Life on Planet Firefox

Writing apps for the new Firefox OS phones


Cooking up an app for the Firefox OS is in no way difficult. All you need is a good measure of HTML and a dash of CSS. A few drops of JavaScript will bring it all to life.

Although the smartphone software market seems polarized between iOS and Android these days, other contenders out there are filling out or creating their own niches. Mozilla, for example is aiming at a modest part of the market share: the very low end phones. That doesn’t mean FirefoxOS phones are bad. Quite the contrary. The few models I have seen so far are perfectly adequate considering their price tag. Plus, they are real smartphones, with a great potential market in developing countries or just for those who feel that spending more than 100 bucks on a phone is a waste, which it is for most people.

Firefox OS can do most, if not all, of what you can do in Android and iOS, and it’s easy to make apps for it. If you can write HTML5, CSS3, and JavaScript to create a web app, you’ve already mastered 90% of what you need to know.

Even if you are bit rusty with your web technologies, I’ll try to show you in this article how to get from idea to marketplace quickly and easily.

The Hardware

It definitely helps to have a real device on which to test your software. The good news is that Firefox OS handsets are cheap, and you can pick up a ZTE Open for less than US$ 80 (or for as little as EUR 39 if you live in Spain). However, even if you don’t have a physical device, you can run, test, and debug your app in the Simulator.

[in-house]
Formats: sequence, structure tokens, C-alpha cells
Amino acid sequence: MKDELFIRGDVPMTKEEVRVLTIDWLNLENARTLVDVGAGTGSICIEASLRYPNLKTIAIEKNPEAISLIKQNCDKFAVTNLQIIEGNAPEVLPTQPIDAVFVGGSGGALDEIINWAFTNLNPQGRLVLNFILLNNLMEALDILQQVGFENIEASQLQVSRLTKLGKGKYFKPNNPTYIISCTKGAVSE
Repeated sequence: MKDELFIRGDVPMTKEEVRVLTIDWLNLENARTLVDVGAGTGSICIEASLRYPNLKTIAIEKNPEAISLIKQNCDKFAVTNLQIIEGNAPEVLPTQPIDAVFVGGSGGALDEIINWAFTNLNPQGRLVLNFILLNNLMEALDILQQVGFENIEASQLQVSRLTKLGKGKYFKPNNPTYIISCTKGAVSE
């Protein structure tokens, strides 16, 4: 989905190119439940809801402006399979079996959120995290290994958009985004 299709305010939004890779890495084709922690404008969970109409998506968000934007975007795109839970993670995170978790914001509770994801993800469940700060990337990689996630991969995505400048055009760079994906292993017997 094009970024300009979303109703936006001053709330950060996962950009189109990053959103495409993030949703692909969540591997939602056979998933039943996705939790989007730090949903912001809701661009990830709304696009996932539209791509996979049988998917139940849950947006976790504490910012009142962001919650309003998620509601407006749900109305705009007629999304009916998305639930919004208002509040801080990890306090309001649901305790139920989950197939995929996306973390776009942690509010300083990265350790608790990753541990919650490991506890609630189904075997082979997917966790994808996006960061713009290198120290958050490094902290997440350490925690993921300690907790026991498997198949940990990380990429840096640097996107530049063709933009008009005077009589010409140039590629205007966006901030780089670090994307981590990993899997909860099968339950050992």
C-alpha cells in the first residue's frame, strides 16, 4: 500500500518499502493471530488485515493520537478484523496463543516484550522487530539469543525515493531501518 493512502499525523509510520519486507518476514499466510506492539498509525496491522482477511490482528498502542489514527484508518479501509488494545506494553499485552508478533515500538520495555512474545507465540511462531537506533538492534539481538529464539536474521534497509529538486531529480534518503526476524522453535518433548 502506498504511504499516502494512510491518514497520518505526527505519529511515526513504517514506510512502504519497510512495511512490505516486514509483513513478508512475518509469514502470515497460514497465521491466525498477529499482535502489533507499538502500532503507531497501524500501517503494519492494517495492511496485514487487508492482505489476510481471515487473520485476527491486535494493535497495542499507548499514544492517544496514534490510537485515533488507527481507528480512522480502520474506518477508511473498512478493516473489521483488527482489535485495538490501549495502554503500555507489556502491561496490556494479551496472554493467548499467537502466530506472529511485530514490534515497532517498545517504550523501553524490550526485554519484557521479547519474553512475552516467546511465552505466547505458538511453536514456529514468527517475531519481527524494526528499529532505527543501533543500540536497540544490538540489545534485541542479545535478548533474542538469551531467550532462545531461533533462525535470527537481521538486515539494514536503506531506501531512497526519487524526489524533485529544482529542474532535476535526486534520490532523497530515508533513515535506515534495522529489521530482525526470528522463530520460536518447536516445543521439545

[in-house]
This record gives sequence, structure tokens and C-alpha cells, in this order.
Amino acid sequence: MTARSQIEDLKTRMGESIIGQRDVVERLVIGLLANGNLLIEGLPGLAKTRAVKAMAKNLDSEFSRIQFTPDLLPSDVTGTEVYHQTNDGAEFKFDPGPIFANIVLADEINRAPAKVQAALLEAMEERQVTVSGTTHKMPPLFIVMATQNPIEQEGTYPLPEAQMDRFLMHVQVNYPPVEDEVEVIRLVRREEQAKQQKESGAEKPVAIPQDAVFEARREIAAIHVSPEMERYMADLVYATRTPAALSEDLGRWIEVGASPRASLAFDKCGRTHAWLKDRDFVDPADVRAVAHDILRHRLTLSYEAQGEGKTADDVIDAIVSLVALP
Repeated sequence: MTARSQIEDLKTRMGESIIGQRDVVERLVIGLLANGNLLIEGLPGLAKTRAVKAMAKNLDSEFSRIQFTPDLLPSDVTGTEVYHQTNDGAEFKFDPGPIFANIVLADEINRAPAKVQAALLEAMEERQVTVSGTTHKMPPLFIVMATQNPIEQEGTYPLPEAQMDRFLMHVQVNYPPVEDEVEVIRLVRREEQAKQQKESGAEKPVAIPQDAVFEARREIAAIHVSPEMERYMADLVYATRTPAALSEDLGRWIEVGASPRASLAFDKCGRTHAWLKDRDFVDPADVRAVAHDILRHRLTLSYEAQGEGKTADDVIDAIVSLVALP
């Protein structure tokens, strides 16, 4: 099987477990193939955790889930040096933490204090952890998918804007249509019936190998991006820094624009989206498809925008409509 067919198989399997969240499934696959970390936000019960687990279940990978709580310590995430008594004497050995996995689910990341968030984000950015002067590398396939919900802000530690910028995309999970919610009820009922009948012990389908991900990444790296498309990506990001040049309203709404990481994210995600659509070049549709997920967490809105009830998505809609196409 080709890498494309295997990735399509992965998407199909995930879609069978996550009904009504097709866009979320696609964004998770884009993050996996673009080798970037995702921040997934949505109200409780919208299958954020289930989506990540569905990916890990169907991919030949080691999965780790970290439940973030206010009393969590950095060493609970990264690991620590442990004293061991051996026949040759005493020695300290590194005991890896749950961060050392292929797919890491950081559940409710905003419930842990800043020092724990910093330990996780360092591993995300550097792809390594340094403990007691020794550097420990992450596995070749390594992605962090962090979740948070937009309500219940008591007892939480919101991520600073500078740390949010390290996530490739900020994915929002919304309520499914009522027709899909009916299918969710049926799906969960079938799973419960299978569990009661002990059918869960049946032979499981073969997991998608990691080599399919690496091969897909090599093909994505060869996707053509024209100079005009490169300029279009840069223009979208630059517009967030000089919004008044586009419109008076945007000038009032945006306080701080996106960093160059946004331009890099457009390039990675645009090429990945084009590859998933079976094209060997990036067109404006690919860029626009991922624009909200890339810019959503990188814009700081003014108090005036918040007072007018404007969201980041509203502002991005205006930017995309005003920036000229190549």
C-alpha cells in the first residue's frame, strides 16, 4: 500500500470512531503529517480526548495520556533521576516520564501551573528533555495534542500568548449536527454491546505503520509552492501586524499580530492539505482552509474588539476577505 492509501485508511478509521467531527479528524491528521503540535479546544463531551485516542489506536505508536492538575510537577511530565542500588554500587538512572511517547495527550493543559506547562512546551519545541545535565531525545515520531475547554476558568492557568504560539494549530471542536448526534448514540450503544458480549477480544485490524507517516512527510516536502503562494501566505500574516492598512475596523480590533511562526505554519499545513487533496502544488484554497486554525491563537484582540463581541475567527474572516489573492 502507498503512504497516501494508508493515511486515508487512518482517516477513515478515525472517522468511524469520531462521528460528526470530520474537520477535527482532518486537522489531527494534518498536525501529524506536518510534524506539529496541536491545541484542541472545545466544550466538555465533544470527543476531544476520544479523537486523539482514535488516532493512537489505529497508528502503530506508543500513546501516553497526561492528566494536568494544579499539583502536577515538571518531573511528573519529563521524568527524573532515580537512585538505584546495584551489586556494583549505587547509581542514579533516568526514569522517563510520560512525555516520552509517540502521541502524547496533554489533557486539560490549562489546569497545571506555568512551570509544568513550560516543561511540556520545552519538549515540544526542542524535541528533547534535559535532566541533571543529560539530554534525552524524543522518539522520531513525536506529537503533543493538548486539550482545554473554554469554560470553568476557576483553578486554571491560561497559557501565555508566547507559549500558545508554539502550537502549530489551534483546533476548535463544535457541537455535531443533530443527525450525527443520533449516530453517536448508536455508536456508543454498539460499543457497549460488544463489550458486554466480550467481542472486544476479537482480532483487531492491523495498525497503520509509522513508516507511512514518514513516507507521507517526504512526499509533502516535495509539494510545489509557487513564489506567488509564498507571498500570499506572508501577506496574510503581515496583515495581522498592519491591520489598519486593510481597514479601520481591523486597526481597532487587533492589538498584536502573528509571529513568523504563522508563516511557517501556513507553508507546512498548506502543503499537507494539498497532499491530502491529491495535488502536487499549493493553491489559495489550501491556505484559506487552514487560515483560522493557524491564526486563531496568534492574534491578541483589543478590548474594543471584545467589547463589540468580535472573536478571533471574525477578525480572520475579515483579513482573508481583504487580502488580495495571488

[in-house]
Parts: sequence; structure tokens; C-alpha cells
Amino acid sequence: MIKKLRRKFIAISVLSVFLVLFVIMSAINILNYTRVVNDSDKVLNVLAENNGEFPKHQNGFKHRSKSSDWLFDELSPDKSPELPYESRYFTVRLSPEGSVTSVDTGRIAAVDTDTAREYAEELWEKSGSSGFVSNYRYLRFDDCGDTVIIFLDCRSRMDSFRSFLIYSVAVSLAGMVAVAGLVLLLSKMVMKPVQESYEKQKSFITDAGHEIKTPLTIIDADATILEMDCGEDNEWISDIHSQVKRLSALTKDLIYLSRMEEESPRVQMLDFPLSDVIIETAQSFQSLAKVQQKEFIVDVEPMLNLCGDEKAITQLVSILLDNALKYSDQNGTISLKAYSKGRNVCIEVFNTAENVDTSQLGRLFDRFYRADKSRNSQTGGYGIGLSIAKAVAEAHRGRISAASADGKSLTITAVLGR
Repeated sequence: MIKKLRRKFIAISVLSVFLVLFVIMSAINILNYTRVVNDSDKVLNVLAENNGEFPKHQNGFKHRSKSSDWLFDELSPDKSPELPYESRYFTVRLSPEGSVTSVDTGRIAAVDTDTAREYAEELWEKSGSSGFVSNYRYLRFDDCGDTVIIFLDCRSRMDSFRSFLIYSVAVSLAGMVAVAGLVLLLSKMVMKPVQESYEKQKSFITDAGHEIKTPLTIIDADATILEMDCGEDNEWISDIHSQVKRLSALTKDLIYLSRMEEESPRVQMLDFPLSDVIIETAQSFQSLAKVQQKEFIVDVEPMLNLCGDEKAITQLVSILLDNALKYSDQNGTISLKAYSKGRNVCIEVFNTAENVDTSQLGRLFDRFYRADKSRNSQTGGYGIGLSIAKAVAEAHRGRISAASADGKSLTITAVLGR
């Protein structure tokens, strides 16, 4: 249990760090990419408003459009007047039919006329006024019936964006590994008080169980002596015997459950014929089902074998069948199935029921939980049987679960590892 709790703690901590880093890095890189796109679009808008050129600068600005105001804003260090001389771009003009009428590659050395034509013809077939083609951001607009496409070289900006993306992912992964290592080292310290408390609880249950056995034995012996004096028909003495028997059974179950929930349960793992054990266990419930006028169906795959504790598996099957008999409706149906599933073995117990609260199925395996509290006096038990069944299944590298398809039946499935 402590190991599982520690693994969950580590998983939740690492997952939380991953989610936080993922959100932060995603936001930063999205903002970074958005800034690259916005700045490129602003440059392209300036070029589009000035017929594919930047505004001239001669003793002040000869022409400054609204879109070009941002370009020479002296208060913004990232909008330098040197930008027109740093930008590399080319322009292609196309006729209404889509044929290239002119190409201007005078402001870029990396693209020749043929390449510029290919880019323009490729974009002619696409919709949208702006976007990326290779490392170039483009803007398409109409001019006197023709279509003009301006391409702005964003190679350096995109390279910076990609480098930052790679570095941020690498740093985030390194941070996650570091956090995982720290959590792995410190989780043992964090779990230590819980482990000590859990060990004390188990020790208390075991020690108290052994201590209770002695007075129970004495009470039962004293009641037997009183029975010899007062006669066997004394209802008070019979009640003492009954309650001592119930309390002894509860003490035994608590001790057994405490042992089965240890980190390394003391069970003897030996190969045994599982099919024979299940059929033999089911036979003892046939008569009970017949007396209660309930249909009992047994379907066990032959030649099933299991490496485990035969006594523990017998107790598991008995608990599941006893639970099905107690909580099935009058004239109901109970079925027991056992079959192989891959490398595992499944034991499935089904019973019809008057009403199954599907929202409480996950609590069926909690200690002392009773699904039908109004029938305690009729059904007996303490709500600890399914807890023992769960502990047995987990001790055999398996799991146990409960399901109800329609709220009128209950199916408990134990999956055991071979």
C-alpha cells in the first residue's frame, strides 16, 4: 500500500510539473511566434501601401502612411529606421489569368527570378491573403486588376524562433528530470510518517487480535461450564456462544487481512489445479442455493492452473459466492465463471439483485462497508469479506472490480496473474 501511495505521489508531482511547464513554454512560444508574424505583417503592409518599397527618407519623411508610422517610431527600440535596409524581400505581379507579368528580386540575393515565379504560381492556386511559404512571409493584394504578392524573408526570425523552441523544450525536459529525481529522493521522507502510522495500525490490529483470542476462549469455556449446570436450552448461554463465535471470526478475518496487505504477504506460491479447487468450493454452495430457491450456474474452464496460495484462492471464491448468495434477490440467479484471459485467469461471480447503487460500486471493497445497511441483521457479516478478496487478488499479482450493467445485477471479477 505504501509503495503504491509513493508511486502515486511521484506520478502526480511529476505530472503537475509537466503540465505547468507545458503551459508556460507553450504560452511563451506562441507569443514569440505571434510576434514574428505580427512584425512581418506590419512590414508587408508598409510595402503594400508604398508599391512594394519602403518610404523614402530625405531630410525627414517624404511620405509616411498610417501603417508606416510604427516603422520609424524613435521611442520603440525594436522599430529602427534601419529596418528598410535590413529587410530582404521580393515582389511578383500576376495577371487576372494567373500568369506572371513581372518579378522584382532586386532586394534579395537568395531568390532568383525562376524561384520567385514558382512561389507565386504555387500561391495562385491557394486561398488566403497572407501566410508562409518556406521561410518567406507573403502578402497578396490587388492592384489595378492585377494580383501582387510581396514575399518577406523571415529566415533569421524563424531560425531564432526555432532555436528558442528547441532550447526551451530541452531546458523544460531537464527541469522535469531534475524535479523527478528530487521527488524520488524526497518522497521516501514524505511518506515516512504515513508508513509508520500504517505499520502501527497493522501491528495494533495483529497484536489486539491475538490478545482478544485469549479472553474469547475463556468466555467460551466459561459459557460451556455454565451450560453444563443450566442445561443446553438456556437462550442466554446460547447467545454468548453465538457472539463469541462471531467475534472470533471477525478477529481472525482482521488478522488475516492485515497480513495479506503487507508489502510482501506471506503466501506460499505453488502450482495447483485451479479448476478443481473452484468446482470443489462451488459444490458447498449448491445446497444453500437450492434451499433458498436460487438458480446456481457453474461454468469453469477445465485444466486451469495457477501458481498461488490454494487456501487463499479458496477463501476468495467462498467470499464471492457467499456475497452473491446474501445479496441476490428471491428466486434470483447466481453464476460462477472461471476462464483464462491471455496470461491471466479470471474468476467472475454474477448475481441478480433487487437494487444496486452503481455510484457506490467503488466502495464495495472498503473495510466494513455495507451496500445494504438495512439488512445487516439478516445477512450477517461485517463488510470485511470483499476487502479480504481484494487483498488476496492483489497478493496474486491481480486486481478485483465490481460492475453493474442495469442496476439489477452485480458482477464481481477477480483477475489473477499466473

The Simulator

The Simulator is a Firefox (as in the Firefox browser) plugin that allows you to run a Firefox OS emulator (Figure 1) and test your apps. Once installed, visit Tools | Web Developer | Firefox OS Simulator.

Figure 1: The Firefox OS Simulator allows you test your apps in an emulated environment.

The simulator comprises two parts: the dashboard and the emulator proper. At the top of the dashboard, from left to right, you can run the emulator, see a list of apps you have installed in the emulator, add a directory, or add a URL that contains the manifest of the Firefox OS app (more about that later). On the far right, within the list of apps, you can Refresh individual apps on the emulator when you make changes, and Connect Firefox’s integrated web development tools to the emulator to debug your JavaScript code, HTML, or CSS.